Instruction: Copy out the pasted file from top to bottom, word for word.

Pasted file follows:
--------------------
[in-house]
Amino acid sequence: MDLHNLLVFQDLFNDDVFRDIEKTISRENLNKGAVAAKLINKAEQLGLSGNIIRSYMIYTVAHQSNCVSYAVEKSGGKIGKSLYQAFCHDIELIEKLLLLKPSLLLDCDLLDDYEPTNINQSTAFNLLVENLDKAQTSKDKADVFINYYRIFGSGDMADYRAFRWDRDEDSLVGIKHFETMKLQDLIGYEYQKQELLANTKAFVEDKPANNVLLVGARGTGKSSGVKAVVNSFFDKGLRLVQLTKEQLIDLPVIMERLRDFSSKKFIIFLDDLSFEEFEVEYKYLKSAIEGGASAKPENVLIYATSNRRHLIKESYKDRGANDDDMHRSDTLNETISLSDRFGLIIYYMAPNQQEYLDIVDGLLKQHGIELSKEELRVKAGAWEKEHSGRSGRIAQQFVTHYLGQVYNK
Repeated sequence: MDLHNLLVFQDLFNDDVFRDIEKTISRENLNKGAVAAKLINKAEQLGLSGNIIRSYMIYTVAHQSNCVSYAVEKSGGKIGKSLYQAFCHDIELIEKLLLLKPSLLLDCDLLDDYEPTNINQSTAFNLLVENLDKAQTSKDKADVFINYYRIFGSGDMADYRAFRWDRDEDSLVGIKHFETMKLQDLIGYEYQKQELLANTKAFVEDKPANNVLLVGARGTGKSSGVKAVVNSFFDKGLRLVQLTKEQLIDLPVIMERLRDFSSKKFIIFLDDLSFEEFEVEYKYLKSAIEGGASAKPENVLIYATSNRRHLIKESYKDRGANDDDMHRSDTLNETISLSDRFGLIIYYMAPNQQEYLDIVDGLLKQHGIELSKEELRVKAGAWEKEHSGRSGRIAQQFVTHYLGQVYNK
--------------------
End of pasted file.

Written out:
[in-house]
Amino acid sequence: MDLHNLLVFQDLFNDDVFRDIEKTISRENLNKGAVAAKLINKAEQLGLSGNIIRSYMIYTVAHQSNCVSYAVEKSGGKIGKSLYQAFCHDIELIEKLLLLKPSLLLDCDLLDDYEPTNINQSTAFNLLVENLDKAQTSKDKADVFINYYRIFGSGDMADYRAFRWDRDEDSLVGIKHFETMKLQDLIGYEYQKQELLANTKAFVEDKPANNVLLVGARGTGKSSGVKAVVNSFFDKGLRLVQLTKEQLIDLPVIMERLRDFSSKKFIIFLDDLSFEEFEVEYKYLKSAIEGGASAKPENVLIYATSNRRHLIKESYKDRGANDDDMHRSDTLNETISLSDRFGLIIYYMAPNQQEYLDIVDGLLKQHGIELSKEELRVKAGAWEKEHSGRSGRIAQQFVTHYLGQVYNK
Repeated sequence: MDLHNLLVFQDLFNDDVFRDIEKTISRENLNKGAVAAKLINKAEQLGLSGNIIRSYMIYTVAHQSNCVSYAVEKSGGKIGKSLYQAFCHDIELIEKLLLLKPSLLLDCDLLDDYEPTNINQSTAFNLLVENLDKAQTSKDKADVFINYYRIFGSGDMADYRAFRWDRDEDSLVGIKHFETMKLQDLIGYEYQKQELLANTKAFVEDKPANNVLLVGARGTGKSSGVKAVVNSFFDKGLRLVQLTKEQLIDLPVIMERLRDFSSKKFIIFLDDLSFEEFEVEYKYLKSAIEGGASAKPENVLIYATSNRRHLIKESYKDRGANDDDMHRSDTLNETISLSDRFGLIIYYMAPNQQEYLDIVDGLLKQHGIELSKEELRVKAGAWEKEHSGRSGRIAQQFVTHYLGQVYNK